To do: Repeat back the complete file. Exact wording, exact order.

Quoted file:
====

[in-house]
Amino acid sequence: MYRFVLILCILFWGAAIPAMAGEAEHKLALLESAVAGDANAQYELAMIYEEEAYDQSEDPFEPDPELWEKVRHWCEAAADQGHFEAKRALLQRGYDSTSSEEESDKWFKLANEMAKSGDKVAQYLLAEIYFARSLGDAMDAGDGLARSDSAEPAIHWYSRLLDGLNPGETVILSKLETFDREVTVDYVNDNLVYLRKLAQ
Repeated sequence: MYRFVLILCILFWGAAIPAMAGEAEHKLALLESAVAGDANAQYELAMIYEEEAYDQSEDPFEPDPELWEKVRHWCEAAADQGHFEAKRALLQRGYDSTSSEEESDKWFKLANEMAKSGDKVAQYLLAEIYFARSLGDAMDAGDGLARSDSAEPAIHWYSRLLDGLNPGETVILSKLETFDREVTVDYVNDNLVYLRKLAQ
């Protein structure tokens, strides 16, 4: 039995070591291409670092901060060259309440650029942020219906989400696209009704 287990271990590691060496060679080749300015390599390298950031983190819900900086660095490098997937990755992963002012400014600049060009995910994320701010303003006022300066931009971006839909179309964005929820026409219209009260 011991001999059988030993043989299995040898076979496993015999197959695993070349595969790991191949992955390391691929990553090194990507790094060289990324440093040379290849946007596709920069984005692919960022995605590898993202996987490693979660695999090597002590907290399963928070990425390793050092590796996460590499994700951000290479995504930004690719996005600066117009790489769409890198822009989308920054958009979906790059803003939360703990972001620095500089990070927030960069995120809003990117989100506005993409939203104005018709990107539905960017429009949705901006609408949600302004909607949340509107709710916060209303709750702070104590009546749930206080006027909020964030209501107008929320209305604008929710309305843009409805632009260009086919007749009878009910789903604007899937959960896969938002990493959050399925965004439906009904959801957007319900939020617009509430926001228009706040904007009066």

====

[in-house]
Amino acid sequence: MYRFVLILCILFWGAAIPAMAGEAEHKLALLESAVAGDANAQYELAMIYEEEAYDQSEDPFEPDPELWEKVRHWCEAAADQGHFEAKRALLQRGYDSTSSEEESDKWFKLANEMAKSGDKVAQYLLAEIYFARSLGDAMDAGDGLARSDSAEPAIHWYSRLLDGLNPGETVILSKLETFDREVTVDYVNDNLVYLRKLAQ
Repeated sequence: MYRFVLILCILFWGAAIPAMAGEAEHKLALLESAVAGDANAQYELAMIYEEEAYDQSEDPFEPDPELWEKVRHWCEAAADQGHFEAKRALLQRGYDSTSSEEESDKWFKLANEMAKSGDKVAQYLLAEIYFARSLGDAMDAGDGLARSDSAEPAIHWYSRLLDGLNPGETVILSKLETFDREVTVDYVNDNLVYLRKLAQ
């Protein structure tokens, strides 16, 4: 039995070591291409670092901060060259309440650029942020219906989400696209009704 287990271990590691060496060679080749300015390599390298950031983190819900900086660095490098997937990755992963002012400014600049060009995910994320701010303003006022300066931009971006839909179309964005929820026409219209009260 011991001999059988030993043989299995040898076979496993015999197959695993070349595969790991191949992955390391691929990553090194990507790094060289990324440093040379290849946007596709920069984005692919960022995605590898993202996987490693979660695999090597002590907290399963928070990425390793050092590796996460590499994700951000290479995504930004690719996005600066117009790489769409890198822009989308920054958009979906790059803003939360703990972001620095500089990070927030960069995120809003990117989100506005993409939203104005018709990107539905960017429009949705901006609408949600302004909607949340509107709710916060209303709750702070104590009546749930206080006027909020964030209501107008929320209305604008929710309305843009409805632009260009086919007749009878009910789903604007899937959960896969938002990493959050399925965004439906009904959801957007319900939020617009509430926001228009706040904007009066």